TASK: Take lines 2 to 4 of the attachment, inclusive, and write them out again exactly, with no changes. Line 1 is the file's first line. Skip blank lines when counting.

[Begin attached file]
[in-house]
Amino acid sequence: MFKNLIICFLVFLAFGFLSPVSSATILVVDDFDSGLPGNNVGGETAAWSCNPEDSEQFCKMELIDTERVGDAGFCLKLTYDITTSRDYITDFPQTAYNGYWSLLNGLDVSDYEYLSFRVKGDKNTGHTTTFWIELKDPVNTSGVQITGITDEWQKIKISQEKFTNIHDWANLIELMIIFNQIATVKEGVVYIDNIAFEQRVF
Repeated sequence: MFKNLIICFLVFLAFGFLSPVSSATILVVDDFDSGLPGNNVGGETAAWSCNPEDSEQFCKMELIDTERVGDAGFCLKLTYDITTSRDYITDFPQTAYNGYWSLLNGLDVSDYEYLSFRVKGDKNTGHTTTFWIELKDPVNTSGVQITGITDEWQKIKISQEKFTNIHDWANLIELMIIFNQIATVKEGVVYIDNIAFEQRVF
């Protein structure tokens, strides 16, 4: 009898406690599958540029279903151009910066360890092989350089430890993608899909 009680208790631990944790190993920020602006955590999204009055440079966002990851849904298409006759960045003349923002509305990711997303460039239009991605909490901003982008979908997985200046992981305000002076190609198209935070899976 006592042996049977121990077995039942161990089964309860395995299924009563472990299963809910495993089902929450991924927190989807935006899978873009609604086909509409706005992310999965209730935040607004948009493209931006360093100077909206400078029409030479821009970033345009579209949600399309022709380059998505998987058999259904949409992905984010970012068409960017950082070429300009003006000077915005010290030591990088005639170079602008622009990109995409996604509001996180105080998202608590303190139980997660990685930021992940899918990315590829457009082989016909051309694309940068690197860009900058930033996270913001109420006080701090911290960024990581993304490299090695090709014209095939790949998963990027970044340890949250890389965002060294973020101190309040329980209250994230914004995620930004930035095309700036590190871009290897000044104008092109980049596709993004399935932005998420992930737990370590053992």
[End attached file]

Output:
Amino acid sequence: MFKNLIICFLVFLAFGFLSPVSSATILVVDDFDSGLPGNNVGGETAAWSCNPEDSEQFCKMELIDTERVGDAGFCLKLTYDITTSRDYITDFPQTAYNGYWSLLNGLDVSDYEYLSFRVKGDKNTGHTTTFWIELKDPVNTSGVQITGITDEWQKIKISQEKFTNIHDWANLIELMIIFNQIATVKEGVVYIDNIAFEQRVF
Repeated sequence: MFKNLIICFLVFLAFGFLSPVSSATILVVDDFDSGLPGNNVGGETAAWSCNPEDSEQFCKMELIDTERVGDAGFCLKLTYDITTSRDYITDFPQTAYNGYWSLLNGLDVSDYEYLSFRVKGDKNTGHTTTFWIELKDPVNTSGVQITGITDEWQKIKISQEKFTNIHDWANLIELMIIFNQIATVKEGVVYIDNIAFEQRVF
């Protein structure tokens, strides 16, 4: 009898406690599958540029279903151009910066360890092989350089430890993608899909 009680208790631990944790190993920020602006955590999204009055440079966002990851849904298409006759960045003349923002509305990711997303460039239009991605909490901003982008979908997985200046992981305000002076190609198209935070899976 006592042996049977121990077995039942161990089964309860395995299924009563472990299963809910495993089902929450991924927190989807935006899978873009609604086909509409706005992310999965209730935040607004948009493209931006360093100077909206400078029409030479821009970033345009579209949600399309022709380059998505998987058999259904949409992905984010970012068409960017950082070429300009003006000077915005010290030591990088005639170079602008622009990109995409996604509001996180105080998202608590303190139980997660990685930021992940899918990315590829457009082989016909051309694309940068690197860009900058930033996270913001109420006080701090911290960024990581993304490299090695090709014209095939790949998963990027970044340890949250890389965002060294973020101190309040329980209250994230914004995620930004930035095309700036590190871009290897000044104008092109980049596709993004399935932005998420992930737990370590053992």